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Adani v. NDTV: Media concentration by the Hostile Takeover – Part I

The authors are Mohammad Atik Saiyed and Pooja Shukla, third year students at Gujarat National Law University.


Introduction


In alignment with the ever-evolving societal structure holding corporate entities as the new core elements for value addition, humans raise questions, enhance desires, develop & flourish the ability of fulfillment, disagree, compromise, and seek solutions for maximizing utility & satisfaction. The foundational blemish is well highlighted when we perceive vision as reality, rather than a dynamic blend of reflection, perception & dimension, wherein humans are isolated in the mutually agreed deceptive rattrap with the belief about the reflective vision that what the politically and corporately concentrated media shows is what it is.


The perpetual obsession with controlling the voices of the media by corporate bodies continues, and unironically, Adani Enterprises Limited (AEL) announced a hostile takeover bid of 29.18% stake in New Delhi Television Ltd. (NDTV), India’s most credible media house & the only critical mainstream channel reasonably evaluative of the ruling government, by a wholly-owned subsidiary company namely AMNL (AMG Media Networks Limited). VCPL (Vishvapradhan Commercial Private Limited), a subsidiary of AMNL, executed its option to convert 1,990,000 warrants into 1,990,000 equity shares of RRPRH, accounting for 99.50% of RRPRH's equity securities on the contractual foundation of an unsecured loan of the year 2009.


Majority control of AMNL over the ‘Fourth Estate’


This acquisition's only foreseeable positive aspect is that the political command might agree to a capitalism bridled dialogue with the channel after assuming power in 2014. Paramountly, India’s 2022 World Press Freedom Index position has plummeted to 150 out of 180 nations, following the latest report issued by Reporters Without Borders (RSF), owing to the spectacular rapprochement between the Hindu nationalist & the prominent families dominating the media by exploiting regulatory flaws. Within the veil of ‘anti-national’ approaches, the State, in the quest for political power, always has & will constantly attempt to control by way of changes in ownership, financial and regulatory pressure, and negative publicity of reputable journalists.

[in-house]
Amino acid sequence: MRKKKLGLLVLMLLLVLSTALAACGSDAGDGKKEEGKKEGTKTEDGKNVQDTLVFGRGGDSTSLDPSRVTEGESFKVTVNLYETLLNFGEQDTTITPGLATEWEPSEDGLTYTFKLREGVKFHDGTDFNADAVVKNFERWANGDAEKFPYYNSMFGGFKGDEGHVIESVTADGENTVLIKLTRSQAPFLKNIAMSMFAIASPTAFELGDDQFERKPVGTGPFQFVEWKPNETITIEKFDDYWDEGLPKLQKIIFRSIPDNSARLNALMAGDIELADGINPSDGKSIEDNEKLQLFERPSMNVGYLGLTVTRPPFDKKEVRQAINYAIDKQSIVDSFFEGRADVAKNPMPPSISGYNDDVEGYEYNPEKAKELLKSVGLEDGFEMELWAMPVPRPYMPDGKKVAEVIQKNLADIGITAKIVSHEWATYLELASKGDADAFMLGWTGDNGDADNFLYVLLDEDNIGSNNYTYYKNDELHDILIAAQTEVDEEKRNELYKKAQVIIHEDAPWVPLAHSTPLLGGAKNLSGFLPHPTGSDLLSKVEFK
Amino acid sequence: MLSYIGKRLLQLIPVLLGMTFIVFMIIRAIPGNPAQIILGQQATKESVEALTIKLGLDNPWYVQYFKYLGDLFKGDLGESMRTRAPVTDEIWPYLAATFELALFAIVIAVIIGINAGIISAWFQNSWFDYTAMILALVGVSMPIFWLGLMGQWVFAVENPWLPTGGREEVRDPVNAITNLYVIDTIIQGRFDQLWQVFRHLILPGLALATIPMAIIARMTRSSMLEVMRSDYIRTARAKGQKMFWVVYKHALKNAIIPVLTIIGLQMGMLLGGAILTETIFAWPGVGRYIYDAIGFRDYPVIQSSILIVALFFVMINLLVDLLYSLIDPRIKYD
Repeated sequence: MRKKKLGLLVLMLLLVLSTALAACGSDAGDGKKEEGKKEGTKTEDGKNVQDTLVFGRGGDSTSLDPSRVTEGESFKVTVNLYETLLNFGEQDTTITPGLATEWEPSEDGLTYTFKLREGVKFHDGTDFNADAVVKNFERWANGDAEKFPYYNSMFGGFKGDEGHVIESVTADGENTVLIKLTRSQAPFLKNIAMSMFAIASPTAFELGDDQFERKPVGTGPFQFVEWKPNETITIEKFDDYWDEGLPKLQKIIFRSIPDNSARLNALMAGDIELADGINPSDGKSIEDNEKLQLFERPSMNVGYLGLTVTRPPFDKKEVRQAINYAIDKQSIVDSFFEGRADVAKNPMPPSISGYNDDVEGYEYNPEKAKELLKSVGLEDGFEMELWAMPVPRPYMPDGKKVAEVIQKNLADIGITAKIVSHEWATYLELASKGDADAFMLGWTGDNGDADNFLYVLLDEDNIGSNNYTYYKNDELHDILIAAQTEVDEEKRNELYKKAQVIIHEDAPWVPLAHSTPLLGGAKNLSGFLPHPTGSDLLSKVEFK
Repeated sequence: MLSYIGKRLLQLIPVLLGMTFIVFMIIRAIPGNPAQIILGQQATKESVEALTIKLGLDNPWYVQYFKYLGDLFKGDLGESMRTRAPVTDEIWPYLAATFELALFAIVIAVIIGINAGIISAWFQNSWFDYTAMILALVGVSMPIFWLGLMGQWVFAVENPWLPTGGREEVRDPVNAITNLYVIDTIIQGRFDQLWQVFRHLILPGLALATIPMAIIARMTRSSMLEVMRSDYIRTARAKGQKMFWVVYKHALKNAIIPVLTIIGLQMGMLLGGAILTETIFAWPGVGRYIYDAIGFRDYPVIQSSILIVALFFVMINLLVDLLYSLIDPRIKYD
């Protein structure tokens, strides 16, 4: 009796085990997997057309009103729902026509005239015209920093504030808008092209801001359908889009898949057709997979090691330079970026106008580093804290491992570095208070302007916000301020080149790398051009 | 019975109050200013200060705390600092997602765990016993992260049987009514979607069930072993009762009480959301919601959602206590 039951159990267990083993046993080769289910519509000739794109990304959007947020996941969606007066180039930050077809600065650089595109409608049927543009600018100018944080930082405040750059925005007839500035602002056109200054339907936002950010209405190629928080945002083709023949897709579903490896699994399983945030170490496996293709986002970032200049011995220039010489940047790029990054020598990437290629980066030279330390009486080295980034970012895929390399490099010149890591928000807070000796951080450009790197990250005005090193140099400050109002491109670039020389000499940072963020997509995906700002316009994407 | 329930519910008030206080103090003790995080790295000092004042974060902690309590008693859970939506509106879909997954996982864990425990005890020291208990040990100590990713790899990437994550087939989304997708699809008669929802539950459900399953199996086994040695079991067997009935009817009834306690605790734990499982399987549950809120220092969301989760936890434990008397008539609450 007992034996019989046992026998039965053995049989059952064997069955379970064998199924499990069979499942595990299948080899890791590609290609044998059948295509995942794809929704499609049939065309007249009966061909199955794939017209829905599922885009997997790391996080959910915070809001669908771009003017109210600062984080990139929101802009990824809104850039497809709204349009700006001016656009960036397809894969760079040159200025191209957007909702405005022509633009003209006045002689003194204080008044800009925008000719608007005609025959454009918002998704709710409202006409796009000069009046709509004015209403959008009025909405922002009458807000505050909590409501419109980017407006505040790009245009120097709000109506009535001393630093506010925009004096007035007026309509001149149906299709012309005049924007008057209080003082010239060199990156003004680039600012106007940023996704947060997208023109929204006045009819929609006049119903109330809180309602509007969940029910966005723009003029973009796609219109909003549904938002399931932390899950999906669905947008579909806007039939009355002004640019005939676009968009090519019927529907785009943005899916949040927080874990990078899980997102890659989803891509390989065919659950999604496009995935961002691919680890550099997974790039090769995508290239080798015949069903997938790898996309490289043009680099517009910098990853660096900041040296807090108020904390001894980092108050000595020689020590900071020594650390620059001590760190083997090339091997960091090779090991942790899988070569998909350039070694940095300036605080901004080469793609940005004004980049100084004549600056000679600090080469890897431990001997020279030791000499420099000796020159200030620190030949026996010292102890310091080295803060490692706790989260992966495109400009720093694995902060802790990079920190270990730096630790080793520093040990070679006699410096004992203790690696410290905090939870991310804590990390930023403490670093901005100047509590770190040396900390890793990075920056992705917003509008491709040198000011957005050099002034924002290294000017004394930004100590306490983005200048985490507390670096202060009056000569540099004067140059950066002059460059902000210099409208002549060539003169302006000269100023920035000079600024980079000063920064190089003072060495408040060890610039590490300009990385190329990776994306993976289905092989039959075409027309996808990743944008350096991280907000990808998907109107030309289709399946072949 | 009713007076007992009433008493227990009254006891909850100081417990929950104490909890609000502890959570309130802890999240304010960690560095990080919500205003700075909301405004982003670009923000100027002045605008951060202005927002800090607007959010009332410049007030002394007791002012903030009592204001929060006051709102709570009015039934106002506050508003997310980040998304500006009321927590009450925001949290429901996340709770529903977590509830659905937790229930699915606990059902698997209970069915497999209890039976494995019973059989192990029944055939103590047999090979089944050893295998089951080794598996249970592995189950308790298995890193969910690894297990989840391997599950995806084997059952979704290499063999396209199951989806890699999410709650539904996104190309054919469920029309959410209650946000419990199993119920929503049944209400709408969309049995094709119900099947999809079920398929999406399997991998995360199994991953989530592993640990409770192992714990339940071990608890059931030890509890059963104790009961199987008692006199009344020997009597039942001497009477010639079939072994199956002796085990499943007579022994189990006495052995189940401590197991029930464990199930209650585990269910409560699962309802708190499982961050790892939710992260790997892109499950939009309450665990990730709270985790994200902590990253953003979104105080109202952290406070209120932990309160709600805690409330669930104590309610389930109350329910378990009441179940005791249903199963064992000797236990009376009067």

In a society filled with diversities and disagreements, the ‘Fourth Estate’ of the state has to be protected from an undue concentration of ownership to ensure plurality and diversity of opinion for the welfare of all. Establishing the foundation and, the legal configuration in India for friendly corporate mergers and acquisitions is governed by Section 230-240 of the Companies Act 2013 (CA2013), Section 3-6 of the Competition Act 2002, read with SEBI (Substantial Acquisition of Shares and Takeovers) Regulations, 2011. In alignment with the dipping investigative journalism, the AMNL aspires to gain majority control by making an open offer for a 26% stake from the public, in accordance with Regulation 3 of the Takeover Regulations, the hostile acquirer must make a public offer after acquiring 25% of the target's voting rights under Regulation 4. With this well-woven conspiracy exploiting the legislative loopholes turning into reality, the Adani Group will control 55% of the only free media holding prime significance in an arena relying on traditional television sources, pushing out valuable television journalists Radhika & Prannoy Roy - the promoters holding 32% stake in NDTV.


Press freedom as the foundation of a democratic structure against political & corporate dominance - Constitutionality & International Standards